13. Wexeldorf
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    Wexeldorf Member

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    Why would Cletus let Magnolia sacrifice herself? It seems to me, if he's offering her the choice of who to sacrifice, he is enjoying watching Magnolia suffer. If that's the case, why would he end that enjoyment prematurely? If I'm reading Cletus right, I'd have him refuse Magnolia's offer, then threaten to sacrifice both of the others unless she chooses one. Its up to Magnolia then, to figure out a way to save them all (unless another option presents itself).
     
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  14. ChickenFreak
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    ChickenFreak Contributing Member Contributor

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    Yes. Exactly. This is a control game. I don't understand why the villain would let his victim take control away from him. If he wanted to kill her, he could have just killed her in the first place.
     
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  15. Red Herring
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    Red Herring Member

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    I agree with this as well. The only way Cletus allowing the protag. to sacrifice herself would make sense is that he wanted all of them to suffer; and in that way it wouldn't really matter who died, just that he would make them all suffer from it. Or the choice of her sacrifice is just a ruse.

    As for the dilemma of choosing who lives or dies; it is pretty old cliche and the hero sacrificing their own life for the lives of other is as old as the bible. But sometimes you might need cliches if you feel the story calls for them, especially if you have enough original content to counteract any misgivings about using cliches. And sometimes, cliched tropes done right can be fun. The good thing about doing a light hearted story is that you can cause levity to poke fun at them.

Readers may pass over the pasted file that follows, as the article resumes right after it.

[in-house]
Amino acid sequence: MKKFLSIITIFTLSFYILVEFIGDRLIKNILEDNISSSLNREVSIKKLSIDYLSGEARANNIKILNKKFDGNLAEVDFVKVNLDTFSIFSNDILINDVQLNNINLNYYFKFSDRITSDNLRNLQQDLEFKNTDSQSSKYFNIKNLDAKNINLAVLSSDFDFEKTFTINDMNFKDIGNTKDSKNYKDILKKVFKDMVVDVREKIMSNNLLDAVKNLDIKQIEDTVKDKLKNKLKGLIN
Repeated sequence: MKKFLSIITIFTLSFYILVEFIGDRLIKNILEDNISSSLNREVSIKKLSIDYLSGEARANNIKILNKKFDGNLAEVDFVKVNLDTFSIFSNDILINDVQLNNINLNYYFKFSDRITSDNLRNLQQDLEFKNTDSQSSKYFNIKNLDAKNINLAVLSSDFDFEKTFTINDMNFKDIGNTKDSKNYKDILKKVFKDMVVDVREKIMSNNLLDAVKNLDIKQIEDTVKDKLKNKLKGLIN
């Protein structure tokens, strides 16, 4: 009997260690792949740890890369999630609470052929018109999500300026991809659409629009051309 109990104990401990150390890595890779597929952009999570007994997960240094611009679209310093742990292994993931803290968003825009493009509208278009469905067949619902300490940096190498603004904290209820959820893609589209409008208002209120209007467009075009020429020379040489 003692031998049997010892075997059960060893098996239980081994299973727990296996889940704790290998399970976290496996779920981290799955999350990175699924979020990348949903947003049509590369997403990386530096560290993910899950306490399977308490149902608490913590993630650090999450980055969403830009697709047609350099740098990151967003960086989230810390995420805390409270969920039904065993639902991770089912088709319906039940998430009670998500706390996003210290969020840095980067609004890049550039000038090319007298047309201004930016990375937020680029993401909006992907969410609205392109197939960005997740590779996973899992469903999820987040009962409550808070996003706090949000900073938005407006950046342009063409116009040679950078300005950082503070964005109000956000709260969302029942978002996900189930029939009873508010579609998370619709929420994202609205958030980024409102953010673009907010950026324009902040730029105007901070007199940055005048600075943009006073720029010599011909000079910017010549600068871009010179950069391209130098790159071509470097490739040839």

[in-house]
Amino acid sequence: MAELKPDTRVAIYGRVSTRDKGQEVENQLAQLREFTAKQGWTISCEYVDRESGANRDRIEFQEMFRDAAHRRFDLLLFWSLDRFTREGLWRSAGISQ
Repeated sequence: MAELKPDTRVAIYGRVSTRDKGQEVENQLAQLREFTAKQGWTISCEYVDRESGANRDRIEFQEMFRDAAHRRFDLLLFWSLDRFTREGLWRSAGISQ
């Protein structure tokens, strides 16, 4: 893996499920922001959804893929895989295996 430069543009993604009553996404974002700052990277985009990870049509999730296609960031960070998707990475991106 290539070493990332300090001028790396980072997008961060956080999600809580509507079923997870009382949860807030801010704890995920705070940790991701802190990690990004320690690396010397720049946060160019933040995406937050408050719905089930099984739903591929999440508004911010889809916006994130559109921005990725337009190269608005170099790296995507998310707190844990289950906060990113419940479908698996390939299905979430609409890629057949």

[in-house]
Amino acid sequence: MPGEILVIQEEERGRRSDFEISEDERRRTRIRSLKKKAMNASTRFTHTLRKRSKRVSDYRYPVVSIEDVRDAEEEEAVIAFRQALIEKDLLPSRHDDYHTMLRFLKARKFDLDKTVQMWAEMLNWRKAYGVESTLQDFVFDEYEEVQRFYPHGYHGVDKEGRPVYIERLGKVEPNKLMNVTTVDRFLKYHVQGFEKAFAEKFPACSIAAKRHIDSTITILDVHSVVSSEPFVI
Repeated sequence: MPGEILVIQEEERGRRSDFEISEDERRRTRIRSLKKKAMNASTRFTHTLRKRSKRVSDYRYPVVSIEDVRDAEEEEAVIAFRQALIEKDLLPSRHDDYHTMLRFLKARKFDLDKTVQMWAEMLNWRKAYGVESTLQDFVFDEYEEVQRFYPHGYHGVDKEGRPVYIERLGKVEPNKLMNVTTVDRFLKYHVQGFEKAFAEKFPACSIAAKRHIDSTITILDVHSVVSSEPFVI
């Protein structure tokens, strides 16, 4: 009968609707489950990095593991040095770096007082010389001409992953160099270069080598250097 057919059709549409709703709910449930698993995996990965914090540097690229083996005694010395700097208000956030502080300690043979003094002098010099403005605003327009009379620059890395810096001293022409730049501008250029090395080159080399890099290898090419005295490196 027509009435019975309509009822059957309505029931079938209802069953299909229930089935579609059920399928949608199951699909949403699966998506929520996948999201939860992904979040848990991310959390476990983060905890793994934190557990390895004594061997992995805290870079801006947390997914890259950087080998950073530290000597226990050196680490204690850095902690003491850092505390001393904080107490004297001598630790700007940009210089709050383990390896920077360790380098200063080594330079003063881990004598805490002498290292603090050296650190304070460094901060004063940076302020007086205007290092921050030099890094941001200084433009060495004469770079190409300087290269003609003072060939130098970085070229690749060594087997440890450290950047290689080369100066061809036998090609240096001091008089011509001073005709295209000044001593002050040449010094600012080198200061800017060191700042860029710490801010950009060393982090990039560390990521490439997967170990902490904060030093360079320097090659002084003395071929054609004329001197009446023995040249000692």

I don't this is a bad cliche in combination. If you feel this is necessary for an emotional through-line then you should use it. But if it feels cliched to you then it probably is. In that case, why not try something else.
     
  16. Rick n Morty
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    Rick n Morty Active Member

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    For those wondering, here's something I came up with.

    Cletus admits that Mag's choice was predictable, and reveals that it was exactly the choice he expected her to make. Also, reality ensues when it's hinted that he may kill Alex and Mag's brother anyways, when he's done with her.

    I also came up with the idea that, as Mag is walking over to the trapdoor with the T. rex below, she winks at Alex, revealing this was part of her plan. What do you think of the latter idea?